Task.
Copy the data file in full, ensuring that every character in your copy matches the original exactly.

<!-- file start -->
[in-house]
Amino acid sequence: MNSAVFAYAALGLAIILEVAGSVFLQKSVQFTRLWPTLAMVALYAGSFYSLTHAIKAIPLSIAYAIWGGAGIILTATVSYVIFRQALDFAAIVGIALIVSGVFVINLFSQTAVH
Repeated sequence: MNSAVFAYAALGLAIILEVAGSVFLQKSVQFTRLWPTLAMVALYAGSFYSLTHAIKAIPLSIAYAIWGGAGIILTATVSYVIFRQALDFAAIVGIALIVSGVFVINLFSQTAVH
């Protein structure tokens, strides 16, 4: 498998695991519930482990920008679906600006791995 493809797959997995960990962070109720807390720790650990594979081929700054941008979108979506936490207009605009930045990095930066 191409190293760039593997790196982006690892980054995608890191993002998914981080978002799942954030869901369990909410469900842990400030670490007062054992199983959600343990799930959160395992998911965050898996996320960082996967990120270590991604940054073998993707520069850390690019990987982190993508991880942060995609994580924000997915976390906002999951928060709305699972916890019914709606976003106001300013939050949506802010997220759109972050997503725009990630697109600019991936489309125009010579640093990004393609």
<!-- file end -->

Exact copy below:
[in-house]
Amino acid sequence: MNSAVFAYAALGLAIILEVAGSVFLQKSVQFTRLWPTLAMVALYAGSFYSLTHAIKAIPLSIAYAIWGGAGIILTATVSYVIFRQALDFAAIVGIALIVSGVFVINLFSQTAVH
Repeated sequence: MNSAVFAYAALGLAIILEVAGSVFLQKSVQFTRLWPTLAMVALYAGSFYSLTHAIKAIPLSIAYAIWGGAGIILTATVSYVIFRQALDFAAIVGIALIVSGVFVINLFSQTAVH
């Protein structure tokens, strides 16, 4: 498998695991519930482990920008679906600006791995 493809797959997995960990962070109720807390720790650990594979081929700054941008979108979506936490207009605009930045990095930066 191409190293760039593997790196982006690892980054995608890191993002998914981080978002799942954030869901369990909410469900842990400030670490007062054992199983959600343990799930959160395992998911965050898996996320960082996967990120270590991604940054073998993707520069850390690019990987982190993508991880942060995609994580924000997915976390906002999951928060709305699972916890019914709606976003106001300013939050949506802010997220759109972050997503725009990630697109600019991936489309125009010579640093990004393609």